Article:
There is nothing inherently wrong or exploitative about co-living. There is a limited cohort for whom it is desirable and appropriate – people new to a city, short-term contractors, recent graduates unready for the pressure of utility bills. For a steep all-in price, co-living smooths a lot of life’s edges and even has the potential to provide a ready-made social circle.
However, a 2018 ministerial order made the development of co-living so attractive to investors that no other type of apartment scheme could yield the same returns. The same plot could accommodate many more co-living “units”, with lower requirements in terms of light, aspect, space and storage. What should have been a niche in the market became the default.
Apartments are costly to build and typically more expensive to provide than houses. However, in Dublin city and much of the county, density requirements favour applications for apartment developments over housing to help in tackling the capital’s urban sprawl and to make the most of limited land. That co-living schemes ended up stymying apartment construction is an illustration of the law of unintended consequences of conducting planning by ministerial order.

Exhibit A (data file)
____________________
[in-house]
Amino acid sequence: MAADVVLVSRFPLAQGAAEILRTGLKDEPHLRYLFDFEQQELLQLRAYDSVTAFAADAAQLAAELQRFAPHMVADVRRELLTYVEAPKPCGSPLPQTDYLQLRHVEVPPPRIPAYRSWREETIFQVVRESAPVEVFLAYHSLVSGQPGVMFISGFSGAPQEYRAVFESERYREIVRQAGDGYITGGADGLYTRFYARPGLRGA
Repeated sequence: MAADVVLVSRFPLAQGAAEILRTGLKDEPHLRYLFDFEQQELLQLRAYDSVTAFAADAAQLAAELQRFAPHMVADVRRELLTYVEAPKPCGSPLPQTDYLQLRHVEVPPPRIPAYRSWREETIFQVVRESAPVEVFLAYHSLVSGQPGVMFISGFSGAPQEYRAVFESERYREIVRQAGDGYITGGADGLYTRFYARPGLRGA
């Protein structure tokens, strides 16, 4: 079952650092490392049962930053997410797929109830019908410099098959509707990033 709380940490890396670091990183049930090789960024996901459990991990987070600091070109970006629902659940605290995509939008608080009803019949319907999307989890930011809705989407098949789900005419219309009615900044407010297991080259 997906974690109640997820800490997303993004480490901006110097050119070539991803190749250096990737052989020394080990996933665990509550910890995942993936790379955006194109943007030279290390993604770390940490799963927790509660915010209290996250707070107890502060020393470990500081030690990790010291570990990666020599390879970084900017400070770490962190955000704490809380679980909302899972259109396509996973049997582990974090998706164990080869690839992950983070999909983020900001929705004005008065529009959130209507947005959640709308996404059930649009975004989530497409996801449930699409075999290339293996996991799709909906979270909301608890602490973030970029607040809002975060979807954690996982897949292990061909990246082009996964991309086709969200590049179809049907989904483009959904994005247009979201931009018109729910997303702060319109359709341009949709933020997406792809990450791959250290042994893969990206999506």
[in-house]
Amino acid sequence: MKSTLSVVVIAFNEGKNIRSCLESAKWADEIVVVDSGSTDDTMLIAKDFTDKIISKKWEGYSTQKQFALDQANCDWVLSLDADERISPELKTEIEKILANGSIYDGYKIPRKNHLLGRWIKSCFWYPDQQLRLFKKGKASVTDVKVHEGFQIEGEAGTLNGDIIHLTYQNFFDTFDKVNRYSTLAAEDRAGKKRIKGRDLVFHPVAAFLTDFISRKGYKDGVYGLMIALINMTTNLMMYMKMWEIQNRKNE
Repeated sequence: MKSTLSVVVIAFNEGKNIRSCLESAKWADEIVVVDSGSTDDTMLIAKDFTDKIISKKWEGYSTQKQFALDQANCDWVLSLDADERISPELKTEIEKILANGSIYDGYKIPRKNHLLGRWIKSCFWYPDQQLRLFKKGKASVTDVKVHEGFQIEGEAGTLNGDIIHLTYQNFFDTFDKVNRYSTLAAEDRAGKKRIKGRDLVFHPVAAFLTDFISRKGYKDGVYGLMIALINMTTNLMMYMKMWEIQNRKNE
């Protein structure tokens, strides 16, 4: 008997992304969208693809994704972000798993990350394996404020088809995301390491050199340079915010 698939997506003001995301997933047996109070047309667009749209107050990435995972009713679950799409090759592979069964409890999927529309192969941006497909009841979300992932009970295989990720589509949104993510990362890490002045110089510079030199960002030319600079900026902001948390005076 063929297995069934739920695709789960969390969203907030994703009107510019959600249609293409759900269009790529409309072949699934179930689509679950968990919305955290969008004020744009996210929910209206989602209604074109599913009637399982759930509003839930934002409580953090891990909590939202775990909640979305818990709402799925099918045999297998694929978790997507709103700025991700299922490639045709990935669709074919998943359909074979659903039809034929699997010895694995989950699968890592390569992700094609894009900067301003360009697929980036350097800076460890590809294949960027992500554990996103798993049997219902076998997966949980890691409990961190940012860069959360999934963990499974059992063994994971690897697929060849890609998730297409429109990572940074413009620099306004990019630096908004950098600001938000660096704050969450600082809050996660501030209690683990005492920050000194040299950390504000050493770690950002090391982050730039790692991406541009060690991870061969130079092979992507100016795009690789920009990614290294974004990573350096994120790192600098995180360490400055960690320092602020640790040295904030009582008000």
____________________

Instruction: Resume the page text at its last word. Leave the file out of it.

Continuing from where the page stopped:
City and county development plans are drafted over several years by local authority planners and councillors and are subject to several rounds of public consultation, whereas ministerial orders are bolt-on additions which supersede the development plan without similar scrutiny.
While Minister for Housing Darragh O’Brien’s ban on new co-living developments is of course also a ministerial order, it merely reverses a previous one.
The hope now, unlike in 2018, is that with a planning regulator in place and centrally involved in the development plan process, any potential future interventions will go through that deliberative exercise and that, however well-intentioned, there will be no more knee-jerk political responses to perceived needs, or to what developers may want at a particular point in time.